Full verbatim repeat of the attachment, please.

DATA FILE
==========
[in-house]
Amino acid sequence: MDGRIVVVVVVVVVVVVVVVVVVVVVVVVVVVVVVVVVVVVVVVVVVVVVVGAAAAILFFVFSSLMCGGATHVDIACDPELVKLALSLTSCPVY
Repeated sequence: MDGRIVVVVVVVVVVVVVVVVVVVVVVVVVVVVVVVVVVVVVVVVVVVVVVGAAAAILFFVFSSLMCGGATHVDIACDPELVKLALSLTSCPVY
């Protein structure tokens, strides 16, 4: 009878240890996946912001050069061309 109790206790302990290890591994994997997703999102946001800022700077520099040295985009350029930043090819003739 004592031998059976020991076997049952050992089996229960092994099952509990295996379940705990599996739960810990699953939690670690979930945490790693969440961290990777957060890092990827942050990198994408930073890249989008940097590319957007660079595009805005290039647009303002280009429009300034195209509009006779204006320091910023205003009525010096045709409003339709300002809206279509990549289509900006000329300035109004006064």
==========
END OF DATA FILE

[in-house]
Amino acid sequence: MDGRIVVVVVVVVVVVVVVVVVVVVVVVVVVVVVVVVVVVVVVVVVVVVVVGAAAAILFFVFSSLMCGGATHVDIACDPELVKLALSLTSCPVY
Repeated sequence: MDGRIVVVVVVVVVVVVVVVVVVVVVVVVVVVVVVVVVVVVVVVVVVVVVVGAAAAILFFVFSSLMCGGATHVDIACDPELVKLALSLTSCPVY
């Protein structure tokens, strides 16, 4: 009878240890996946912001050069061309 109790206790302990290890591994994997997703999102946001800022700077520099040295985009350029930043090819003739 004592031998059976020991076997049952050992089996229960092994099952509990295996379940705990599996739960810990699953939690670690979930945490790693969440961290990777957060890092990827942050990198994408930073890249989008940097590319957007660079595009805005290039647009303002280009429009300034195209509009006779204006320091910023205003009525010096045709409003339709300002809206279509990549289509900006000329300035109004006064």